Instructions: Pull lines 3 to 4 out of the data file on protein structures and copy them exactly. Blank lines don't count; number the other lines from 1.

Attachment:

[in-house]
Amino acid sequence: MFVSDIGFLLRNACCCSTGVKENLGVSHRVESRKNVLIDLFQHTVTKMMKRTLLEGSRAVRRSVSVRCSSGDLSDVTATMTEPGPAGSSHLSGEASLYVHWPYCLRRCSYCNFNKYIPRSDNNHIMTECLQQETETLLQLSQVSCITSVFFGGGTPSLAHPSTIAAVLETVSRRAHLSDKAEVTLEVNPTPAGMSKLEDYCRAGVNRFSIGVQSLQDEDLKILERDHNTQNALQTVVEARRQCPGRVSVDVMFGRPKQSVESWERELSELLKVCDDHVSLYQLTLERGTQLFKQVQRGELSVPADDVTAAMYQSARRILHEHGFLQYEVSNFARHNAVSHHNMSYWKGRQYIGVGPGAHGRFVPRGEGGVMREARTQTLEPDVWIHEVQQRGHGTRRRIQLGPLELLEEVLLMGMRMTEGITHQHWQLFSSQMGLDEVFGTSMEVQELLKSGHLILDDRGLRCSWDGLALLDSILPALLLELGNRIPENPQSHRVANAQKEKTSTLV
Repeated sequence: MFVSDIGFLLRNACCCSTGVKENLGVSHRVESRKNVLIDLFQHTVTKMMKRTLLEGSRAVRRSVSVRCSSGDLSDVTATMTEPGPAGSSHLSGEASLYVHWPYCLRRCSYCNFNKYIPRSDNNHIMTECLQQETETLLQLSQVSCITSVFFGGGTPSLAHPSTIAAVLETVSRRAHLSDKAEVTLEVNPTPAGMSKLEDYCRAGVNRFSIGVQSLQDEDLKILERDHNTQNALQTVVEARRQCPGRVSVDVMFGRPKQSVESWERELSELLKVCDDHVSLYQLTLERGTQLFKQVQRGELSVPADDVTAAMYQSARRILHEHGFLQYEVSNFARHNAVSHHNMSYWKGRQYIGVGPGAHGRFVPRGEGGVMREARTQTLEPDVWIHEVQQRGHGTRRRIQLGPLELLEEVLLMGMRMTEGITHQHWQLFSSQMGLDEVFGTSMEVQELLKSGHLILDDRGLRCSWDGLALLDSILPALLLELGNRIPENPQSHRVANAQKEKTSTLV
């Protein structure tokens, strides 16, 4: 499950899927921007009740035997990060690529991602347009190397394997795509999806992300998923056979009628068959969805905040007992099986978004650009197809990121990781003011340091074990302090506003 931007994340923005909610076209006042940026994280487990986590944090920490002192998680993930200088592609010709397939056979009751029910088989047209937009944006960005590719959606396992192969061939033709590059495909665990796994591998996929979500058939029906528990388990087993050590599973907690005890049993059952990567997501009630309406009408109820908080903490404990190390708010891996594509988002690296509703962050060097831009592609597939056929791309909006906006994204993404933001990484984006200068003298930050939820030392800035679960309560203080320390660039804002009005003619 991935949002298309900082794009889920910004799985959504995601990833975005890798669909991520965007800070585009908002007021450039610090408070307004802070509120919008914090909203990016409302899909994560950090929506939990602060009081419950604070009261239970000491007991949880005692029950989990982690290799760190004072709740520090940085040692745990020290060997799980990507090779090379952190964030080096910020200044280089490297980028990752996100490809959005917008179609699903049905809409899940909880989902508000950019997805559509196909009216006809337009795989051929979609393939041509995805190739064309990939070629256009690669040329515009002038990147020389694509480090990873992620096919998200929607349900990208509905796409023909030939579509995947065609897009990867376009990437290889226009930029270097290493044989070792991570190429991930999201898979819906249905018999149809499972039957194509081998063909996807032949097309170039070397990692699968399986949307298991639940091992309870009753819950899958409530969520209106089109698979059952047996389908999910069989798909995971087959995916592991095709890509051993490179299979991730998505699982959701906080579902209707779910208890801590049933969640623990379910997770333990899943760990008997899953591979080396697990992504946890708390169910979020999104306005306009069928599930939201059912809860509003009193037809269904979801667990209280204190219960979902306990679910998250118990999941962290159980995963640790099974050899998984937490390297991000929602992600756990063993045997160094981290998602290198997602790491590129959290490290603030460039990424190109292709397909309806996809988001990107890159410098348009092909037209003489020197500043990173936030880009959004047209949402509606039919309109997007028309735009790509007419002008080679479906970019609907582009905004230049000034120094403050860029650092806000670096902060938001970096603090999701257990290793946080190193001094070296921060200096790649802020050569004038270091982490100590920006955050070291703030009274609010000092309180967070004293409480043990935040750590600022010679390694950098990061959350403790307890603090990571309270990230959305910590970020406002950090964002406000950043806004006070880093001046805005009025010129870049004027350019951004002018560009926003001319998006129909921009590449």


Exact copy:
Repeated sequence: MFVSDIGFLLRNACCCSTGVKENLGVSHRVESRKNVLIDLFQHTVTKMMKRTLLEGSRAVRRSVSVRCSSGDLSDVTATMTEPGPAGSSHLSGEASLYVHWPYCLRRCSYCNFNKYIPRSDNNHIMTECLQQETETLLQLSQVSCITSVFFGGGTPSLAHPSTIAAVLETVSRRAHLSDKAEVTLEVNPTPAGMSKLEDYCRAGVNRFSIGVQSLQDEDLKILERDHNTQNALQTVVEARRQCPGRVSVDVMFGRPKQSVESWERELSELLKVCDDHVSLYQLTLERGTQLFKQVQRGELSVPADDVTAAMYQSARRILHEHGFLQYEVSNFARHNAVSHHNMSYWKGRQYIGVGPGAHGRFVPRGEGGVMREARTQTLEPDVWIHEVQQRGHGTRRRIQLGPLELLEEVLLMGMRMTEGITHQHWQLFSSQMGLDEVFGTSMEVQELLKSGHLILDDRGLRCSWDGLALLDSILPALLLELGNRIPENPQSHRVANAQKEKTSTLV
């Protein structure tokens, strides 16, 4: 499950899927921007009740035997990060690529991602347009190397394997795509999806992300998923056979009628068959969805905040007992099986978004650009197809990121990781003011340091074990302090506003 931007994340923005909610076209006042940026994280487990986590944090920490002192998680993930200088592609010709397939056979009751029910088989047209937009944006960005590719959606396992192969061939033709590059495909665990796994591998996929979500058939029906528990388990087993050590599973907690005890049993059952990567997501009630309406009408109820908080903490404990190390708010891996594509988002690296509703962050060097831009592609597939056929791309909006906006994204993404933001990484984006200068003298930050939820030392800035679960309560203080320390660039804002009005003619 991935949002298309900082794009889920910004799985959504995601990833975005890798669909991520965007800070585009908002007021450039610090408070307004802070509120919008914090909203990016409302899909994560950090929506939990602060009081419950604070009261239970000491007991949880005692029950989990982690290799760190004072709740520090940085040692745990020290060997799980990507090779090379952190964030080096910020200044280089490297980028990752996100490809959005917008179609699903049905809409899940909880989902508000950019997805559509196909009216006809337009795989051929979609393939041509995805190739064309990939070629256009690669040329515009002038990147020389694509480090990873992620096919998200929607349900990208509905796409023909030939579509995947065609897009990867376009990437290889226009930029270097290493044989070792991570190429991930999201898979819906249905018999149809499972039957194509081998063909996807032949097309170039070397990692699968399986949307298991639940091992309870009753819950899958409530969520209106089109698979059952047996389908999910069989798909995971087959995916592991095709890509051993490179299979991730998505699982959701906080579902209707779910208890801590049933969640623990379910997770333990899943760990008997899953591979080396697990992504946890708390169910979020999104306005306009069928599930939201059912809860509003009193037809269904979801667990209280204190219960979902306990679910998250118990999941962290159980995963640790099974050899998984937490390297991000929602992600756990063993045997160094981290998602290198997602790491590129959290490290603030460039990424190109292709397909309806996809988001990107890159410098348009092909037209003489020197500043990173936030880009959004047209949402509606039919309109997007028309735009790509007419002008080679479906970019609907582009905004230049000034120094403050860029650092806000670096902060938001970096603090999701257990290793946080190193001094070296921060200096790649802020050569004038270091982490100590920006955050070291703030009274609010000092309180967070004293409480043990935040750590600022010679390694950098990061959350403790307890603090990571309270990230959305910590970020406002950090964002406000950043806004006070880093001046805005009025010129870049004027350019951004002018560009926003001319998006129909921009590449």